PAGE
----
Warmest winter wishes from Gail Gaymer Martin at www.gailmartin.com It's amazing how the winter has marched by with warm temperatures in many of the colder states. It makes us anxious for spring, especially those places that have experienced the horrible tornadoes so early in the year. Prayers go out to all of them.
I believe that intimacy in our storytelling style helps us to touch readers in an amazing way. Part I of Intimate Storytelling covered some of the elements of staying in a POV character’s viewpoint, but intimate storytelling needs more than a character’s viewpoint. The reader needs to feel the story through the character’s impressions and experience. This is done by bringing the senses to life and Part II covers this point.
The familiar "showing not telling" comes into play here. Let’s say a scene opens on a hot day. The POV character could say or think he was hot, or he could compare it mentally to the blast of the smelting ovens in the factory where he works. That ties the character to his employment which helps the reader know a little more about him.
But better yet, help the reader feel the heat through his perspective and experience. His palms slipped against his leather car seat leaving a moist imprint. He touched the steering wheel and drew back his hand. "?**#&8!" (You include the expletives that fit his personality, and remember in Christian fiction, curses are not acceptable.) In these two sentences readers don’t have to be told about the heat, they can experience it through the character’s senses—sight, sound and touch—because they have experienced the same thing in their lives.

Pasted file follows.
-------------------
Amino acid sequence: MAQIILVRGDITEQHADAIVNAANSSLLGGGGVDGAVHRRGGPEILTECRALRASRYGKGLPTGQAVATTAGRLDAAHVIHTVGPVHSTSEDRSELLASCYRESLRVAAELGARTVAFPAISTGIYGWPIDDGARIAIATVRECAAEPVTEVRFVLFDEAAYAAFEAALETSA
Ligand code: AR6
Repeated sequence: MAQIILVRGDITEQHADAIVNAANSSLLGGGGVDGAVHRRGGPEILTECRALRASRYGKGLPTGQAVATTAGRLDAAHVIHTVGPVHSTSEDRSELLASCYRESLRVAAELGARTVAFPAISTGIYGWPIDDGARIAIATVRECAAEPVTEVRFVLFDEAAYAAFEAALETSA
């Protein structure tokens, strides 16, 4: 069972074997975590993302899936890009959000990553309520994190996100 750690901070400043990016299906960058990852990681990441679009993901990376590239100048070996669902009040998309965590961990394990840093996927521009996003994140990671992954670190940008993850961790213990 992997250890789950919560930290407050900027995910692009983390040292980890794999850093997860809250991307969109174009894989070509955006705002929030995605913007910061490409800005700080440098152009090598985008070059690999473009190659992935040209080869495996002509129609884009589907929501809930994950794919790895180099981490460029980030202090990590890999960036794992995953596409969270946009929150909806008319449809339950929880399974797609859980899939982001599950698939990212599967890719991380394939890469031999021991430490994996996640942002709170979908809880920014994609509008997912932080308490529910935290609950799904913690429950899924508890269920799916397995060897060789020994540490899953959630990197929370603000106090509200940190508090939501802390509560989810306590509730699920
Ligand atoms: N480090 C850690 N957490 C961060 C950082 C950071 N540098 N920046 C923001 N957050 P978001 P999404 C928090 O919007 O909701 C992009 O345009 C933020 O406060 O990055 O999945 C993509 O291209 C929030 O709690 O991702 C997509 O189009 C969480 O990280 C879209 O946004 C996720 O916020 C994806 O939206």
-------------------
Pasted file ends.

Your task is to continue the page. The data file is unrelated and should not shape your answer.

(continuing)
Use the most appropriate impressions and senses that impact your story. You might show the heat of a day for the reader’s sense of place, but don’t over do it. You could use the first sentence in the example above alone—leaving the hand print on the seat–and you would make your point. Keep descriptions concise when you are using them only to help the reader envision where they are. If you are using the setting to enhance the mood or define the character, then the description can be expanded. More about that later.
Too many senses used in one scene can also kill their effect. Chose which senses are most dramatic or dynamic to your purpose. The overuse of senses can bring the story to a halt rather than add to its quality. If you read your work aloud, or use a text to voice program, many of these problems will jump out at you, and you can correct them. It’s always wise to hear as well as read your drafts. This is using your good sense.